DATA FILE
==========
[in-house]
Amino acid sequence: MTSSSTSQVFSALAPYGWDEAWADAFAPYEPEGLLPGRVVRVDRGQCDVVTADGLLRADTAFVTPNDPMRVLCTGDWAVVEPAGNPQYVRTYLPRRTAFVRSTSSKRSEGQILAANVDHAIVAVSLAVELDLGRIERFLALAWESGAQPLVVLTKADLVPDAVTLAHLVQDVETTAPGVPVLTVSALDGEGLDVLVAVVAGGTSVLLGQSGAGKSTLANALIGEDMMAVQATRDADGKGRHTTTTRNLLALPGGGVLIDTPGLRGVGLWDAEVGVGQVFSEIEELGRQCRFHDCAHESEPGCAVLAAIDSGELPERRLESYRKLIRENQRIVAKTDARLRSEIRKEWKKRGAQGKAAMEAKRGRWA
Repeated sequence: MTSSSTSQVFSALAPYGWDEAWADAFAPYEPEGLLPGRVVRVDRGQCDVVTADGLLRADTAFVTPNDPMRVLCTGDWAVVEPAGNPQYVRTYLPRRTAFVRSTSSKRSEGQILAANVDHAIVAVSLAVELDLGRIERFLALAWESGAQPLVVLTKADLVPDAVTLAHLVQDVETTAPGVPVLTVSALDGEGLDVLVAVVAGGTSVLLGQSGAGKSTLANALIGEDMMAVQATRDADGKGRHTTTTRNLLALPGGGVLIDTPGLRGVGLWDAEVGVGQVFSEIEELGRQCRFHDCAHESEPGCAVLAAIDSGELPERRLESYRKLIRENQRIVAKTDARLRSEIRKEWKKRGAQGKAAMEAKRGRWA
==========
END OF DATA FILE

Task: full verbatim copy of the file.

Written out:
[in-house]
Amino acid sequence: MTSSSTSQVFSALAPYGWDEAWADAFAPYEPEGLLPGRVVRVDRGQCDVVTADGLLRADTAFVTPNDPMRVLCTGDWAVVEPAGNPQYVRTYLPRRTAFVRSTSSKRSEGQILAANVDHAIVAVSLAVELDLGRIERFLALAWESGAQPLVVLTKADLVPDAVTLAHLVQDVETTAPGVPVLTVSALDGEGLDVLVAVVAGGTSVLLGQSGAGKSTLANALIGEDMMAVQATRDADGKGRHTTTTRNLLALPGGGVLIDTPGLRGVGLWDAEVGVGQVFSEIEELGRQCRFHDCAHESEPGCAVLAAIDSGELPERRLESYRKLIRENQRIVAKTDARLRSEIRKEWKKRGAQGKAAMEAKRGRWA
Repeated sequence: MTSSSTSQVFSALAPYGWDEAWADAFAPYEPEGLLPGRVVRVDRGQCDVVTADGLLRADTAFVTPNDPMRVLCTGDWAVVEPAGNPQYVRTYLPRRTAFVRSTSSKRSEGQILAANVDHAIVAVSLAVELDLGRIERFLALAWESGAQPLVVLTKADLVPDAVTLAHLVQDVETTAPGVPVLTVSALDGEGLDVLVAVVAGGTSVLLGQSGAGKSTLANALIGEDMMAVQATRDADGKGRHTTTTRNLLALPGGGVLIDTPGLRGVGLWDAEVGVGQVFSEIEELGRQCRFHDCAHESEPGCAVLAAIDSGELPERRLESYRKLIRENQRIVAKTDARLRSEIRKEWKKRGAQGKAAMEAKRGRWA